An excerpt from Ed Welch’s book Running Scared. I didn’t realize how long this was until I typed it out. So if you only have time to read a little, start with the last 2 paragraphs. But I really encourage you to read all of it…actually, reading the whole book is preferred! 🙂
“You can’t blame fear for wanting a place of peace and rest, and wanting it fast. The odd thing is that fear and anxiety are running away from something, but they don’t know what to run to. They know danger, but they don’t know where to find peace and rest. If fear slows down for a minute, it realizes that peace and rest can only reside in someone rather than something, in people rather than pills. A fearful child wants to sleep with her parents. On a walk through dark woods, our fears ebb in the presence of a companion–in a pinch, we will even settle for a small dog. Over the short run, anything alive will do, but we prefer an actual person who is big and strong. If the threat is to our bank account, we prefer someone rich. If our sense of well-being is at risk, we want someone who loves and affirms. Fear calls out for a person bigger than ourselves.
Then, just as fear and anxiety are about to embrace another human being who almost fits the bill, they remember that people are unreliable. Fear quickly hits the default switch and opts for independence, control, and self-protection. The problem is that our worries and fears remind us of our own smallness, so to rely on ourselves takes us back to where we started. But what else can we do?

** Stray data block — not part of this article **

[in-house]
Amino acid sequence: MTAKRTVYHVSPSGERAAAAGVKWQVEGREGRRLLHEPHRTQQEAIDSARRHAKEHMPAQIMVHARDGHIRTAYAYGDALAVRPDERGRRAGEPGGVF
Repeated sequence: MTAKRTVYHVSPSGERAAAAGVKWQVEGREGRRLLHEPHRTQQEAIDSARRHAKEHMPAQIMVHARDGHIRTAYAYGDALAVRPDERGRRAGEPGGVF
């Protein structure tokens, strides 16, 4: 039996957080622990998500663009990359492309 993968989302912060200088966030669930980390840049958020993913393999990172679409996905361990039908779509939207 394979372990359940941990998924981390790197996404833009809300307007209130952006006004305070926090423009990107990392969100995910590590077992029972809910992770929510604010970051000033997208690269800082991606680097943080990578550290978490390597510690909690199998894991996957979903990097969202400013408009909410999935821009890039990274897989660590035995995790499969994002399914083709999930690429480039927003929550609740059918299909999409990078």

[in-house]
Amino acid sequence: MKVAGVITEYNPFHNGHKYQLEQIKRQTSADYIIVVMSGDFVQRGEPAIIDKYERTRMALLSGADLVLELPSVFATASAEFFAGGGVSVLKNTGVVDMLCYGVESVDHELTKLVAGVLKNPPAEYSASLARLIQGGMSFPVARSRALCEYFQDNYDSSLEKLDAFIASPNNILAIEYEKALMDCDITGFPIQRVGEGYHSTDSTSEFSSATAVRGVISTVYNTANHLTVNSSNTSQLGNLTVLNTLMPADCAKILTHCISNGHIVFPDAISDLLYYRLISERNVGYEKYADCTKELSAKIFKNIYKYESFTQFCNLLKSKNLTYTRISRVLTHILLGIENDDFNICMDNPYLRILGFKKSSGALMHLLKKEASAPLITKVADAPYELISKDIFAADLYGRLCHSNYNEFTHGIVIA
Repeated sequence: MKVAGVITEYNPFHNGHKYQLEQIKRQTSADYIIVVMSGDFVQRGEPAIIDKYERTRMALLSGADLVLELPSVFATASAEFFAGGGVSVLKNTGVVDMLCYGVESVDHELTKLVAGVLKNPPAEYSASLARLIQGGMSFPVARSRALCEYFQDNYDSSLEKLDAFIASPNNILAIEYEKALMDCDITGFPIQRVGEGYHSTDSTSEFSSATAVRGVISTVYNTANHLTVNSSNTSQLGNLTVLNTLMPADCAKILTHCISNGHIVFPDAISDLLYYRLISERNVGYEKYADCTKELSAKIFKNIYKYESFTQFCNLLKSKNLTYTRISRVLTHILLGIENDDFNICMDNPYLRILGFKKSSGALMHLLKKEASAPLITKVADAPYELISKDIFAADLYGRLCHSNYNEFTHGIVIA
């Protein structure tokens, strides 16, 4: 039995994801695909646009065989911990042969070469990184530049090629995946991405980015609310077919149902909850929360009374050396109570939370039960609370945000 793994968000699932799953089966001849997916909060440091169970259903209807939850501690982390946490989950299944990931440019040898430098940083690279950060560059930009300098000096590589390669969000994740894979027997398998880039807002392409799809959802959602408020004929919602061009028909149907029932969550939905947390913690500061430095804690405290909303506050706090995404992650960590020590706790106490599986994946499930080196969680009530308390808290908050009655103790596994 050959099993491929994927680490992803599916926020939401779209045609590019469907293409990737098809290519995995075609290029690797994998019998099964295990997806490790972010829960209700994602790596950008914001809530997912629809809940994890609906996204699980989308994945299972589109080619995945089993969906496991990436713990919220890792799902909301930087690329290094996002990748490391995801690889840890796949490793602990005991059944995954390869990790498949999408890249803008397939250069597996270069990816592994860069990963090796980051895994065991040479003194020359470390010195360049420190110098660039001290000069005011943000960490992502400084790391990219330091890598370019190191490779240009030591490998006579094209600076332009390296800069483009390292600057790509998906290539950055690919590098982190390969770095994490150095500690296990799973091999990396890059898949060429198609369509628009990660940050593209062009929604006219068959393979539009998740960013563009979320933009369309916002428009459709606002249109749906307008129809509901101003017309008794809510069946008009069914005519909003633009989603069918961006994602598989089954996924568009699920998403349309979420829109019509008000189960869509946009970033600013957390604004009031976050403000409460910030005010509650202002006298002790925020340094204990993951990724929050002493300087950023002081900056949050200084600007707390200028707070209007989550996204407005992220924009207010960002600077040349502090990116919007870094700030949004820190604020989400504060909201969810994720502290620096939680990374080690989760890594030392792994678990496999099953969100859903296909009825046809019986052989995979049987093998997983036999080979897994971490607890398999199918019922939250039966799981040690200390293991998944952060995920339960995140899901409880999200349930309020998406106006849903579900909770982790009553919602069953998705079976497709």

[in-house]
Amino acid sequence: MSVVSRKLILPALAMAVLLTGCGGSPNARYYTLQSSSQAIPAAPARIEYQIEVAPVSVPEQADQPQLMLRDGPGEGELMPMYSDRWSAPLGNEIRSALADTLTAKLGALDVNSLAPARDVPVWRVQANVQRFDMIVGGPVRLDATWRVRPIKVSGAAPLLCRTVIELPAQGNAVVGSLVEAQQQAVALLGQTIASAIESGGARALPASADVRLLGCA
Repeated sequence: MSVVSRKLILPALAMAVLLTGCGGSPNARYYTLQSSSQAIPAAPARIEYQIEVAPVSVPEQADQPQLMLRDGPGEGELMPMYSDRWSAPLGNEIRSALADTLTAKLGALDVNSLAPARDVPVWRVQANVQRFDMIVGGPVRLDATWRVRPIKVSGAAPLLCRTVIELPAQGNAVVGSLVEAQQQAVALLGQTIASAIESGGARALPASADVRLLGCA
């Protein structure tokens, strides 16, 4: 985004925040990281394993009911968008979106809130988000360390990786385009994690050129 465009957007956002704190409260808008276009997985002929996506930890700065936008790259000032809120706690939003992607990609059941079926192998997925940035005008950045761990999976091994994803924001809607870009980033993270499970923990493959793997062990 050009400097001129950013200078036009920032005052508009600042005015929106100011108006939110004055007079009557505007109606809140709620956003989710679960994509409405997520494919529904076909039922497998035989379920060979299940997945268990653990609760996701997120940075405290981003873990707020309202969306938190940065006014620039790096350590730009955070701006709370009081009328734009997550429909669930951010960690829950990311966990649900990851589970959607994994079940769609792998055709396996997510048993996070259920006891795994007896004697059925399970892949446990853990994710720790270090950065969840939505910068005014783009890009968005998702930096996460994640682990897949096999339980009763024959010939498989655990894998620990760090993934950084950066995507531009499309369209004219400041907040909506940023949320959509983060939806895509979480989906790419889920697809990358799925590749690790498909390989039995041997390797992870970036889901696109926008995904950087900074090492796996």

At this apparent cul-de-sac we find God. If you are jaded because you feel as though God has been unreliable, look at it this way: There are no other choices. Other people can’t quite be trusted, and we are not in control. That limits the field to God himself. Not gods, only God. A pantheon of gods will not do, because none of them may have jurisdiction over your particular dilemma. The greatest possibility for rest and comfort lies in the knowledge of the true God. And who can resist the One whose self-given name is Mighty God, Everlasting Father, Deliverer, Lord of Hosts, Rock of Ages, Faithful One, and Good Shepherd? Don’t forget, fear’s interpretations are not always to be trusted. You might feel abandoned so you believe you are abandoned. But you don’t know the entire story.
So here is the proposal: let fear point us to the knowledge of God, and let the Spirit of God, by way of Scripture, teach us the knowledge of God. When fear is the problem, our typical approach is to follow action steps. If we are on our spiritual game, we can pray with thanksgiving (Phil. 4:6), we can cast our cares on him (1 Peter 5:7), or we can heed his command to not be afraid. These are good things, but they are responses to our growing knowledge of God. The knowledge of God comes first. Apart from this personal knowledge, Scriptural advice is no different from the thought stoppage or imaginary vacations that secular treatments offer.
If fear is a personal matter, we must set off to know a person” (63-64).